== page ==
Brrr! It’s very cold outside and light snow has fallen all day. The temperature is a little warmer now; it is minus two degrees Fahrenheit, but feels like minus twenty degrees Fahrenheit. Our energy company has notified customers to expect rolling outages as this extreme cold continues for the next few days. While news like this frustrates people who like to run or bike outside for exercise, and strikes fear into the hearts of others because of health, work, or education concerns, it reminds us all that some aspects of our environment are beyond our control.
In times of severe weather or other emergency situations, we are forced to pause and evaluate what basic functions must be done, what can be delayed because it’s not required, and what we absolutely cannot achieve. Now, as I prepare for the possibility of the power outages and try to anticipate various contingencies, I also admire the beauty of the snow and respect the danger posed by the wind and frigid temperatures.
Psalm 29 is not a prayer, but it forcefully reminds us of the One to whom we pray and why it is he to whom we pray. The psalmist recognizes the power of storms and of the ocean, powers which pagan contemporaries had identified as weapons of the gods or as gods themselves. However, it is God whom he, and we should worship and praise:
“Ascribe to the LORD, you heavenly beings, ascribe to the LORD glory and strength. Ascribe to the LORD the glory due his name; worship the LORD in the splendor of his holiness. The voice of the LORD is over the waters; the God of glory thunders, the LORD thunders over the might waters. The voice of the LORD is powerful; the voice of the LORD is majestic…The voice of the LORD breaks the cedars; the LORD breaks in pieces the cedars of Lebanon…The voice of the LORD strikes with flashes of lightning. The voice of the LORD shakes the desert; the LORD shakes the Desert of Kadesh. The voice of the LORD twists the oaks and strips the forests bare. And in his temple all cry, ‘Glory!.” (Psalm 29:1-6, 7-9).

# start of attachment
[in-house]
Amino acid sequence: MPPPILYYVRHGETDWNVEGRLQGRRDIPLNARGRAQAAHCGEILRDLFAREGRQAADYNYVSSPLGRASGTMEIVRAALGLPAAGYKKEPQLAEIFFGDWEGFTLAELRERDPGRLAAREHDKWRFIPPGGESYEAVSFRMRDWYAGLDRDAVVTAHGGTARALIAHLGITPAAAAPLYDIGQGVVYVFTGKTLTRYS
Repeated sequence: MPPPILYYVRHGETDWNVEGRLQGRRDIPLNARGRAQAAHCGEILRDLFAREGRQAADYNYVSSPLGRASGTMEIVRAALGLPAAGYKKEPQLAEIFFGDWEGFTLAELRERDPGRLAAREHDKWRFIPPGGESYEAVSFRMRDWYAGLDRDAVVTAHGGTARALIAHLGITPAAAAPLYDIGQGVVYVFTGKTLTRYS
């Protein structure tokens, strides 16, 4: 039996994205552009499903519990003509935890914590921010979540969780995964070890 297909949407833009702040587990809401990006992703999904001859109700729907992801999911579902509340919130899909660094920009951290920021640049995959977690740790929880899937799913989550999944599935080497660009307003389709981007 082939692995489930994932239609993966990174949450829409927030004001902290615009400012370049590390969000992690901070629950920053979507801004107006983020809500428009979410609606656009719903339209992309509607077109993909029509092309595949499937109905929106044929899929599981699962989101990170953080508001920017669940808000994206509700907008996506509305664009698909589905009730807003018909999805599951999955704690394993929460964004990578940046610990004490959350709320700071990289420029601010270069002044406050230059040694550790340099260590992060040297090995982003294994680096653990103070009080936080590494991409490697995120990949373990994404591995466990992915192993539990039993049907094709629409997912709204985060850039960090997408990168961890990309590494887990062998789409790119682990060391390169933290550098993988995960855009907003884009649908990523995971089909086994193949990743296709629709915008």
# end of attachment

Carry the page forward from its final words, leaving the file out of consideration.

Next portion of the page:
While many ancient peoples worshipped thunder and the sea, the psalmist sings that God controls them. Psalm 29 echoes the early chapters of Genesis, where God creates what the nations around Israel worshipped. It is the LORD (Yahweh in Hebrew) who creates, who sets the conditions, who controls. Planets, stars, moons, seas, wind, earthquakes, and thunder are God’s creation, not divine personalities. Our God, to whom we pray, should be the object of our awe and our worship, because as Psalm 29 concludes,
“The LORD gives strength to his people; the LORD blesses his people with peace” (Psalm 29:11).
We worry about power outages that may expose us to life-threatening temperatures while life-sustaining food spoils. We wince when thunder roars and swim cautiously in the ocean. We plant vegetables with reference to the seasons and to the stages of the moon. Yet all these, powerful or dangerous forces though they might be, are like us part of God’s creation. God is in control. Let’s pray with confidence, react with wisdom, and live with calm assurance that God is in control.
God of glory,
We praise you and thank you for life. We thank you for sustaining us with air that enables us to breathe and with food that energizes. The forces of nature startle us and sometimes we cringe with fear at their powers. We stagger in gusts of wind; we lose control in the waves of the ocean; we shudder when thunder roars and lightning flashes. Remind us that these also are your creation, as are we. We believe; reinforce our faith and forgive our doubts. Right now, much of our country is staggering under the impact of frigid temperatures, mighty winds, and icy, snowy conditions. Give us strength and restore our peace. Warm our hearts and our bodies. Grant us wisdom to know how we may live best in this world you have fashioned. May we remember to thank you, to praise you, to bow humbly before you when we struggle with fear of the world around us. In Jesus’ name, amen.
- Quotes from the Bible are from the New International Version 2011.